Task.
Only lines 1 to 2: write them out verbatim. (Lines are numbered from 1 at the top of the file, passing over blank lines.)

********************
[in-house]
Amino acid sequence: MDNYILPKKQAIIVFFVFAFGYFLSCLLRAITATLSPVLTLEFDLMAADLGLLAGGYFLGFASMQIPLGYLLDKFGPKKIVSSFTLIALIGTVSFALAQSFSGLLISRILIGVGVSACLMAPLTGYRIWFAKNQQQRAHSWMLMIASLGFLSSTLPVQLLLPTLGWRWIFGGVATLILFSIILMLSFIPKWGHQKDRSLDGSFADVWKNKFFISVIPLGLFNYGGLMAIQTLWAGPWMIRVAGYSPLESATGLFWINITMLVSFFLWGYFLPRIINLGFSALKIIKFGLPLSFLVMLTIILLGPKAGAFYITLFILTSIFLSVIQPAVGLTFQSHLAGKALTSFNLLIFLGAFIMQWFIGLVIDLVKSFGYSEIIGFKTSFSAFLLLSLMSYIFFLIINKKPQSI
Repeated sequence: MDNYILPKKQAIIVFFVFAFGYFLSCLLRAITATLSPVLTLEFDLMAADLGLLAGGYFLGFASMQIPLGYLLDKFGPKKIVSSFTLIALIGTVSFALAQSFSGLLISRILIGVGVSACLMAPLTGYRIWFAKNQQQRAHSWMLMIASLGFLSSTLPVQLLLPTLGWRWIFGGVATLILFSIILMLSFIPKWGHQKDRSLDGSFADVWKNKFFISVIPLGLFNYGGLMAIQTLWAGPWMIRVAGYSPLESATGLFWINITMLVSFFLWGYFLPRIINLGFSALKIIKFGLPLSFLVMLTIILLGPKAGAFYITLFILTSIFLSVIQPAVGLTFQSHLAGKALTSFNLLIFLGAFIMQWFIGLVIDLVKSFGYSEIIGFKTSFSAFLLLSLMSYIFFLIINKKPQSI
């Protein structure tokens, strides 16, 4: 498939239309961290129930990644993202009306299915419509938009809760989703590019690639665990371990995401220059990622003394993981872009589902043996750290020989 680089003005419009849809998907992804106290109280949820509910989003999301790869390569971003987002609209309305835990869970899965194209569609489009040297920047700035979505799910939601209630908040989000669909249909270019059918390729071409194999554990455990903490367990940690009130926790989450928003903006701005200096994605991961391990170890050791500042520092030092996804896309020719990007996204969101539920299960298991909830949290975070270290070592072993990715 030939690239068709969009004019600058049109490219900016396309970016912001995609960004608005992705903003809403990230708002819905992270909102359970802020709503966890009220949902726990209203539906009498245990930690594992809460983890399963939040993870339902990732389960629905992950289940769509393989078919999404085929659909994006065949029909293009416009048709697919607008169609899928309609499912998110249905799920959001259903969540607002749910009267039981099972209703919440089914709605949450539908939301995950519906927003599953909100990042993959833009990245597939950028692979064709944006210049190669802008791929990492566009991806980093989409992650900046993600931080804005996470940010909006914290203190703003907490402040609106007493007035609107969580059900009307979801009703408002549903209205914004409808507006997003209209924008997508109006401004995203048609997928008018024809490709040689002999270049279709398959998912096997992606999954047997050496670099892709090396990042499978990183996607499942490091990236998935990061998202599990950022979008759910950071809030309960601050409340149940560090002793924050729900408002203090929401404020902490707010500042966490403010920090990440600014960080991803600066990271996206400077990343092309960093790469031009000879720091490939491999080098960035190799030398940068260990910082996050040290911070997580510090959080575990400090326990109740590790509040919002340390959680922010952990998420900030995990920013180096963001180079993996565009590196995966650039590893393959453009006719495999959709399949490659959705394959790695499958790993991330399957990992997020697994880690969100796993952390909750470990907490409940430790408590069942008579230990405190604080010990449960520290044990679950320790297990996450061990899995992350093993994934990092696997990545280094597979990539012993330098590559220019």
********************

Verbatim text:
[in-house]
Amino acid sequence: MDNYILPKKQAIIVFFVFAFGYFLSCLLRAITATLSPVLTLEFDLMAADLGLLAGGYFLGFASMQIPLGYLLDKFGPKKIVSSFTLIALIGTVSFALAQSFSGLLISRILIGVGVSACLMAPLTGYRIWFAKNQQQRAHSWMLMIASLGFLSSTLPVQLLLPTLGWRWIFGGVATLILFSIILMLSFIPKWGHQKDRSLDGSFADVWKNKFFISVIPLGLFNYGGLMAIQTLWAGPWMIRVAGYSPLESATGLFWINITMLVSFFLWGYFLPRIINLGFSALKIIKFGLPLSFLVMLTIILLGPKAGAFYITLFILTSIFLSVIQPAVGLTFQSHLAGKALTSFNLLIFLGAFIMQWFIGLVIDLVKSFGYSEIIGFKTSFSAFLLLSLMSYIFFLIINKKPQSI